The final two bands provided an interesting contrast. While both are well-established musicians who have continually reaffirmed their credentials as true giants of American music, and both put on stellar shows, it was the way in which they approached their time on stage that set them apart.Â For Kebâ€™ Moâ€™ it was a simple, stripped down affair, with the blues guitarist taking the stage with nothing more than a couple of guitars, a stool to set his water bottle on, and an armful of some of the most genuinely heartfelt blues songs written in the last 20 years. His songs are truly reminiscent of that classic Delta blues sound that bleed Mississippi Mud. Moâ€™s cover of the Bill Withers classic, â€œGrandmaâ€™s Hands,â€ was an emotional high point, and seemed to be a perfect capstone to his elegant, classy set.
In contrast to Moâ€™s minimalist approach, but no less impressive, was Lyle Lovett and His Large Bandâ€™s festival ending performance. Whereas Moâ€™ relied on the power of one, Lovett relied on strength in numbers, with a band of 13 backing him up. His rhythm section included two legendary musicians, drummer Russ Kunkel and the wonderfully bearded bassist Leland Sklar, and they were the anchor throughout the evening, providing a deep, steady groove.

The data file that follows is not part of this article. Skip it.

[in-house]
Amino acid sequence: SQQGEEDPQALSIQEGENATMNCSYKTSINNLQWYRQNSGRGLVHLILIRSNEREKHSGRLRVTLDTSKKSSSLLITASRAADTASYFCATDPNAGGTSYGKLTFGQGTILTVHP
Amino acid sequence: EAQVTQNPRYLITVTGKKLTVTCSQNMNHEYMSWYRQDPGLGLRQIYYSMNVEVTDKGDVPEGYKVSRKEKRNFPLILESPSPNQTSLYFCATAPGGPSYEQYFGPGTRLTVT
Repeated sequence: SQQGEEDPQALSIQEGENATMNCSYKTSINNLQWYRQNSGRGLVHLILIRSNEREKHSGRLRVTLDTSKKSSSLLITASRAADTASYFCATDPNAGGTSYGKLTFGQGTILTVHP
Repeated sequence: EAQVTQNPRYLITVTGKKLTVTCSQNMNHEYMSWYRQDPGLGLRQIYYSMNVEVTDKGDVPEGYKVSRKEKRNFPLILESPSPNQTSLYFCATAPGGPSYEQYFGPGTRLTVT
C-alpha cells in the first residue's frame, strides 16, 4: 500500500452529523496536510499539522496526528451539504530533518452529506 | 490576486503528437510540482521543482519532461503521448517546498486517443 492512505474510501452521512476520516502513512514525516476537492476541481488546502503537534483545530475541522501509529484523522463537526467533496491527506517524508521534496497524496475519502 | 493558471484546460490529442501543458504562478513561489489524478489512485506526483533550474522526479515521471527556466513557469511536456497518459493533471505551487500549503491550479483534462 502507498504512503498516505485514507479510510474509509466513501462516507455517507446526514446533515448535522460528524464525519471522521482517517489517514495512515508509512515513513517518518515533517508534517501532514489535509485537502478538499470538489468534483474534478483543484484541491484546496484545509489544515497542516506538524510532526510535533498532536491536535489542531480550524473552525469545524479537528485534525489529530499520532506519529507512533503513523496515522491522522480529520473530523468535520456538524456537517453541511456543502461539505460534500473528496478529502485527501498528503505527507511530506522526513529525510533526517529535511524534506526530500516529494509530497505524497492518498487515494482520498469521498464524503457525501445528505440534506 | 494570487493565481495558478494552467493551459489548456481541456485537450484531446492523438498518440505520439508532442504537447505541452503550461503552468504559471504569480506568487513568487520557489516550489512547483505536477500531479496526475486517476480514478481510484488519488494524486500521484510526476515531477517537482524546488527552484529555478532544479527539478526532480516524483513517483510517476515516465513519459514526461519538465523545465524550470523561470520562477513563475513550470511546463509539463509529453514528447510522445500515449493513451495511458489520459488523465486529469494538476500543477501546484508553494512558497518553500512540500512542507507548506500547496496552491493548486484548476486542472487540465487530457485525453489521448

Lovett was sure to make it clear that people know this was his Large Band, not Big Band.
Lovett explains, â€œWe’ve always done arrangements that border on blues music, that border on jazz arrangements, that border on what folks might think of as ‘big band,â€™ but we don’t really play big band music. But we’ve always had a lot of people in the band so that’s why I call the band the ‘Large Band’ and not the ‘Big Band’. But invariably people refer to the band as the ‘Big Band’ and … it’s not big… you get the idea.”
And on a typically warm, humid, Baltimore night that saw a few sprinkles of rain to help cool things off, that is exactly what his Large Band did. Lovett found time to simplify things as well, as he stripped down his band to just himself, bass, mandolin, and fiddle for a brief bluegrass interlude that included â€œPantry,â€ which showcased one of Lovettâ€™s defining strengths – his lyrical agility and word play. The slight double entendre lyric in â€œPantry,â€ â€œDon’t cheat on me with cornbread/ Don’t cheat on me with beans/ And don’t cheat on me with bacon, cooked up with collard greens/ Don’t cheat on me with biscuits with jelly sweet and blues/ Keep it in that place where/ you know you will be true/ Keep it in your pantry,” also highlighted Lovett’s humorous dexterity with his words.
As the moon begin to rise, Lovett brought his set to a close with the rousing sermon-like delivery of “Church.” He returned for a quick two-song encore that included a spirited take on the Townes Van Zandt staple, “White Freightliner Blues.”Â And as the last notes of Lovett’s set floated into the warm Baltimore night, it was almost possible, if you looked with just the right eyes, to see the same trees that enamored Keb’ Mo’ earlier in the day dancing in the wind to the music.